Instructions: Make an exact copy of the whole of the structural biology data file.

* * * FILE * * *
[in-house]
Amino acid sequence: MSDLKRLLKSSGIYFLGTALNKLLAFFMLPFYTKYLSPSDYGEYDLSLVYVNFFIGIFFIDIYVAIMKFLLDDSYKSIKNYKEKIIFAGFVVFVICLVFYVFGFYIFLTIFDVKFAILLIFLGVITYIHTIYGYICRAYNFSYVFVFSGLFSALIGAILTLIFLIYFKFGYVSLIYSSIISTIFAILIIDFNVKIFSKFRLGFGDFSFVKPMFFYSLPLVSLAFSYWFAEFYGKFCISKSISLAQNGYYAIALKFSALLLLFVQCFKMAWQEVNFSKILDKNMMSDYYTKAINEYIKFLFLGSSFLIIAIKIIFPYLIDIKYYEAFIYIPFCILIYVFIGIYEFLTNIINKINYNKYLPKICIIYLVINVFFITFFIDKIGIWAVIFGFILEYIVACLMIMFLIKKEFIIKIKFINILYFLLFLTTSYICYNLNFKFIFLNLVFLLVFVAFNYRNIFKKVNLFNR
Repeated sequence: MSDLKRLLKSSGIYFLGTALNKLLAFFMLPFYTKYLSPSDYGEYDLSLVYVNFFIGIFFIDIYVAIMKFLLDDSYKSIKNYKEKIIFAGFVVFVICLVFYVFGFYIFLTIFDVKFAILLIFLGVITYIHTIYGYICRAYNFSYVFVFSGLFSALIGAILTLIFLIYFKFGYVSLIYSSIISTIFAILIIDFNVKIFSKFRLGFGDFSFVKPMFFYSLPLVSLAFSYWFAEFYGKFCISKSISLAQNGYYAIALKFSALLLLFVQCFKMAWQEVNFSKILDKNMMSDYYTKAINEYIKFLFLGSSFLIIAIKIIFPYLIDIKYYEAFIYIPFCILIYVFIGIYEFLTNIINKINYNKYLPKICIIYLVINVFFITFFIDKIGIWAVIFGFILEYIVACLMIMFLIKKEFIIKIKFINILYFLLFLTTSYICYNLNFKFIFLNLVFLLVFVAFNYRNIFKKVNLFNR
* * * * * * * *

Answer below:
[in-house]
Amino acid sequence: MSDLKRLLKSSGIYFLGTALNKLLAFFMLPFYTKYLSPSDYGEYDLSLVYVNFFIGIFFIDIYVAIMKFLLDDSYKSIKNYKEKIIFAGFVVFVICLVFYVFGFYIFLTIFDVKFAILLIFLGVITYIHTIYGYICRAYNFSYVFVFSGLFSALIGAILTLIFLIYFKFGYVSLIYSSIISTIFAILIIDFNVKIFSKFRLGFGDFSFVKPMFFYSLPLVSLAFSYWFAEFYGKFCISKSISLAQNGYYAIALKFSALLLLFVQCFKMAWQEVNFSKILDKNMMSDYYTKAINEYIKFLFLGSSFLIIAIKIIFPYLIDIKYYEAFIYIPFCILIYVFIGIYEFLTNIINKINYNKYLPKICIIYLVINVFFITFFIDKIGIWAVIFGFILEYIVACLMIMFLIKKEFIIKIKFINILYFLLFLTTSYICYNLNFKFIFLNLVFLLVFVAFNYRNIFKKVNLFNR
Repeated sequence: MSDLKRLLKSSGIYFLGTALNKLLAFFMLPFYTKYLSPSDYGEYDLSLVYVNFFIGIFFIDIYVAIMKFLLDDSYKSIKNYKEKIIFAGFVVFVICLVFYVFGFYIFLTIFDVKFAILLIFLGVITYIHTIYGYICRAYNFSYVFVFSGLFSALIGAILTLIFLIYFKFGYVSLIYSSIISTIFAILIIDFNVKIFSKFRLGFGDFSFVKPMFFYSLPLVSLAFSYWFAEFYGKFCISKSISLAQNGYYAIALKFSALLLLFVQCFKMAWQEVNFSKILDKNMMSDYYTKAINEYIKFLFLGSSFLIIAIKIIFPYLIDIKYYEAFIYIPFCILIYVFIGIYEFLTNIINKINYNKYLPKICIIYLVINVFFITFFIDKIGIWAVIFGFILEYIVACLMIMFLIKKEFIIKIKFINILYFLLFLTTSYICYNLNFKFIFLNLVFLLVFVAFNYRNIFKKVNLFNR